Friday, September 17, 2010

Experience American History with Mission US (a FREE Resource for Students)

Teens and tweens across the country will soon experience American history as never before! Mission US will feature a series of free online games that will “revolutionize” the way social studies learning takes place in classrooms and homes throughout the United States. On September 21, 2010, THIRTEEN (New York Public Media) will launch the first game mission, “For Crown or Colony?,” which focuses on events leading up to the American Revolution. The game, together with a rich variety of supplemental resources for students and teachers, will be available for streaming and download at This groundbreaking initiative is funded by the Corporation for Public Broadcasting with additional support from the National Endowment for the Humanities.

Mission US comes at the right time, as statistics from the most recent National Assessment of Educational Progress, “The Nation’s Report Card,” show that only 17% of eighth graders perform at or above the proficient level in American history.  The situation is even more dire for underserved students.  Mission US aims to stem the tide by reaching today’s tech-savvy kids where they “live,” inviting them to be “players” during pivotal eras in the country’s past.  The content helps students understand and appreciate multiple perspectives and gain a more nuanced view of history.  “For Crown or Colony?” provides kids with insight into the mindsets of both Patriots and Loyalists.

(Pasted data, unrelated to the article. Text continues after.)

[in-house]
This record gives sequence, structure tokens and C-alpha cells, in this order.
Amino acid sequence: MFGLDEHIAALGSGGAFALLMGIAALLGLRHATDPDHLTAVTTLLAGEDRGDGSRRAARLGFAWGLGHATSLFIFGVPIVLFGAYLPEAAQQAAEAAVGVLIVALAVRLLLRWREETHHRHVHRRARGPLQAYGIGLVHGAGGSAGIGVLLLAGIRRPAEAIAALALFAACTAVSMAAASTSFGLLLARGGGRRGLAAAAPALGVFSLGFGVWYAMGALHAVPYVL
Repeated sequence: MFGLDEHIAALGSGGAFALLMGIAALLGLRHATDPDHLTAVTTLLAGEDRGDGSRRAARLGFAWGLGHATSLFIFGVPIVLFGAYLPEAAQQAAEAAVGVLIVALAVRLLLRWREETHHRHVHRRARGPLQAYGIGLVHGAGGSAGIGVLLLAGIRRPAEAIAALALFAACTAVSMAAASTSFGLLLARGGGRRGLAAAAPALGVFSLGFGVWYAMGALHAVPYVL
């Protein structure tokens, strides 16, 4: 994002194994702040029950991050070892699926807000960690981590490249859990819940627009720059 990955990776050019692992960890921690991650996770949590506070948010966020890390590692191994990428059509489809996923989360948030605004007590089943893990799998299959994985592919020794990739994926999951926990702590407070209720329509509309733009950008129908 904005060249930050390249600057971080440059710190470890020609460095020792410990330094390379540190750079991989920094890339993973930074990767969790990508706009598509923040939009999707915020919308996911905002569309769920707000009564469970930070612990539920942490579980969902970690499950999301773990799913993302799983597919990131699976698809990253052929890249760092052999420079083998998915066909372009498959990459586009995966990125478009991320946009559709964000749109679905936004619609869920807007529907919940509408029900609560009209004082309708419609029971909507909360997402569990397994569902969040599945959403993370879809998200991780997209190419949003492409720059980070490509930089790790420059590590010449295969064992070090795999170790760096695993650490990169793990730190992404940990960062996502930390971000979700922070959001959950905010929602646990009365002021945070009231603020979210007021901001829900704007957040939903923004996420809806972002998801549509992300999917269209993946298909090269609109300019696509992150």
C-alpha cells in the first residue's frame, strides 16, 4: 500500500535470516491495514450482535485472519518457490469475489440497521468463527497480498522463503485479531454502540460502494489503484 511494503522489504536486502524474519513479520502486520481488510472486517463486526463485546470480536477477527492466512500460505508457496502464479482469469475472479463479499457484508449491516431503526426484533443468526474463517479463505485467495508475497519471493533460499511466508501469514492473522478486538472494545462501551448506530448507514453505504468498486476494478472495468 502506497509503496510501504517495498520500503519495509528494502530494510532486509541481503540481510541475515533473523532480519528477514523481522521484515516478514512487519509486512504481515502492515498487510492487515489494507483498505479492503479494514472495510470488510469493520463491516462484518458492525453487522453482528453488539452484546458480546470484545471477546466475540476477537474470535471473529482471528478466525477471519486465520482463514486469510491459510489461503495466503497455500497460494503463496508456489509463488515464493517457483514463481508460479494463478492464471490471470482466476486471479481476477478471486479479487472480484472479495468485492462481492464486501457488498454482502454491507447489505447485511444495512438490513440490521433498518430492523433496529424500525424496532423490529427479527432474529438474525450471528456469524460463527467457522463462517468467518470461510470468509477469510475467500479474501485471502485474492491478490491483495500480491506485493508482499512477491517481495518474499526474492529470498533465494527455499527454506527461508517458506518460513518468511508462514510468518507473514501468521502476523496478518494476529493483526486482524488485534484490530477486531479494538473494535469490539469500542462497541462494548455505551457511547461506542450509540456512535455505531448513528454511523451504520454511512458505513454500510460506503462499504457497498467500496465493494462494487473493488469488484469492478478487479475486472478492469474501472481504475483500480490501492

In addition to traveling through the past with your kids via Mission US, here are some tips on how to have fun and learn about history together at the same time:

* Make a movie!  Work with your kids to create videos about history in their lives - for example, their hometown or family history - and share them online at

* Get cooking!  Visit the library and find books about colonial (or even Civil War) cooking and get a real "taste" of history by trying out an authentic recipe or two.

* Learn about history first hand!  Have kids interview senior citizens in your town to learn about how they've lived through important eras of our country's past.

* Go explore!  Check out the historical sites in your area. You can look for information at your local visitors' center or do some digging online.

* Plant a family tree!  Map your own family history with your kids, going back as far as possible. Figure out how your own story intersects with American history.

Play Mission US online - a revolutionary way to learn history. To learn more, visit

This post was written for Mission US in conjunction with Grand Communications. They provided information used for this post. No compensation was received.